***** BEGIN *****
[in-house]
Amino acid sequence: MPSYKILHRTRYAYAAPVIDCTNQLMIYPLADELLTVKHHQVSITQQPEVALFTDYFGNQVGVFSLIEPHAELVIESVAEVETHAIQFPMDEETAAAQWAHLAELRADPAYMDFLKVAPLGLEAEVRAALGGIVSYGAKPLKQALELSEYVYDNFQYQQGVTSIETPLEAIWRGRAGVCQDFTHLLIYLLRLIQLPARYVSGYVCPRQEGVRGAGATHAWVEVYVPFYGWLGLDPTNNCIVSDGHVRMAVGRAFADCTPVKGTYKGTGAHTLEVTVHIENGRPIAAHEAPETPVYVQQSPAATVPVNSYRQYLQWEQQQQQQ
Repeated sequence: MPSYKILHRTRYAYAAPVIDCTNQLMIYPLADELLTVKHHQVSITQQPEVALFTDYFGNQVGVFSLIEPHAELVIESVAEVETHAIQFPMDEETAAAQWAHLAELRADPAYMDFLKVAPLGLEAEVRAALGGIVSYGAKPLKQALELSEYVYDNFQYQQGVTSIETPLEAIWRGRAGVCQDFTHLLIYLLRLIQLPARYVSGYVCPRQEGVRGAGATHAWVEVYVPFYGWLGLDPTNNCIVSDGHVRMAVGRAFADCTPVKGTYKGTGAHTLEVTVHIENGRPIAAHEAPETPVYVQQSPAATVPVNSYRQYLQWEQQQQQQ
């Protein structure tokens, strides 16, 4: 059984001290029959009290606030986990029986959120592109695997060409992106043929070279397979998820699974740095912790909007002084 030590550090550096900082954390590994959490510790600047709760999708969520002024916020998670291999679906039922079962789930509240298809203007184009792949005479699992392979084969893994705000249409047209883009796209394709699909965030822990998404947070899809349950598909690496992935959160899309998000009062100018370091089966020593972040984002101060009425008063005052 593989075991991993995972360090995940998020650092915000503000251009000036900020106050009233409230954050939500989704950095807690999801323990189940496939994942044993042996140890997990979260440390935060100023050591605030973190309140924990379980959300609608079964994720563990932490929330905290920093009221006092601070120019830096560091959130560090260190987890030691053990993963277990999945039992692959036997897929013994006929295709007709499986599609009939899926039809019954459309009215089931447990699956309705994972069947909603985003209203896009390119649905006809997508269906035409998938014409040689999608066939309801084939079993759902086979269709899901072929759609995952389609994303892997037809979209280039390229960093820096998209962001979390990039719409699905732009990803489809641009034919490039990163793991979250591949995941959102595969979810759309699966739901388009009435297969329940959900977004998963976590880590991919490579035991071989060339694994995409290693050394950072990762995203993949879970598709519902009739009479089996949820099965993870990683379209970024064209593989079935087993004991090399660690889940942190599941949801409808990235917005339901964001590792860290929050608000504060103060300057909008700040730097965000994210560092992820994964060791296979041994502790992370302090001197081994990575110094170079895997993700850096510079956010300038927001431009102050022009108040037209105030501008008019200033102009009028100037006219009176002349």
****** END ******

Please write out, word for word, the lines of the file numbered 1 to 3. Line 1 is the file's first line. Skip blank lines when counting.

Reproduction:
[in-house]
Amino acid sequence: MPSYKILHRTRYAYAAPVIDCTNQLMIYPLADELLTVKHHQVSITQQPEVALFTDYFGNQVGVFSLIEPHAELVIESVAEVETHAIQFPMDEETAAAQWAHLAELRADPAYMDFLKVAPLGLEAEVRAALGGIVSYGAKPLKQALELSEYVYDNFQYQQGVTSIETPLEAIWRGRAGVCQDFTHLLIYLLRLIQLPARYVSGYVCPRQEGVRGAGATHAWVEVYVPFYGWLGLDPTNNCIVSDGHVRMAVGRAFADCTPVKGTYKGTGAHTLEVTVHIENGRPIAAHEAPETPVYVQQSPAATVPVNSYRQYLQWEQQQQQQ
Repeated sequence: MPSYKILHRTRYAYAAPVIDCTNQLMIYPLADELLTVKHHQVSITQQPEVALFTDYFGNQVGVFSLIEPHAELVIESVAEVETHAIQFPMDEETAAAQWAHLAELRADPAYMDFLKVAPLGLEAEVRAALGGIVSYGAKPLKQALELSEYVYDNFQYQQGVTSIETPLEAIWRGRAGVCQDFTHLLIYLLRLIQLPARYVSGYVCPRQEGVRGAGATHAWVEVYVPFYGWLGLDPTNNCIVSDGHVRMAVGRAFADCTPVKGTYKGTGAHTLEVTVHIENGRPIAAHEAPETPVYVQQSPAATVPVNSYRQYLQWEQQQQQQ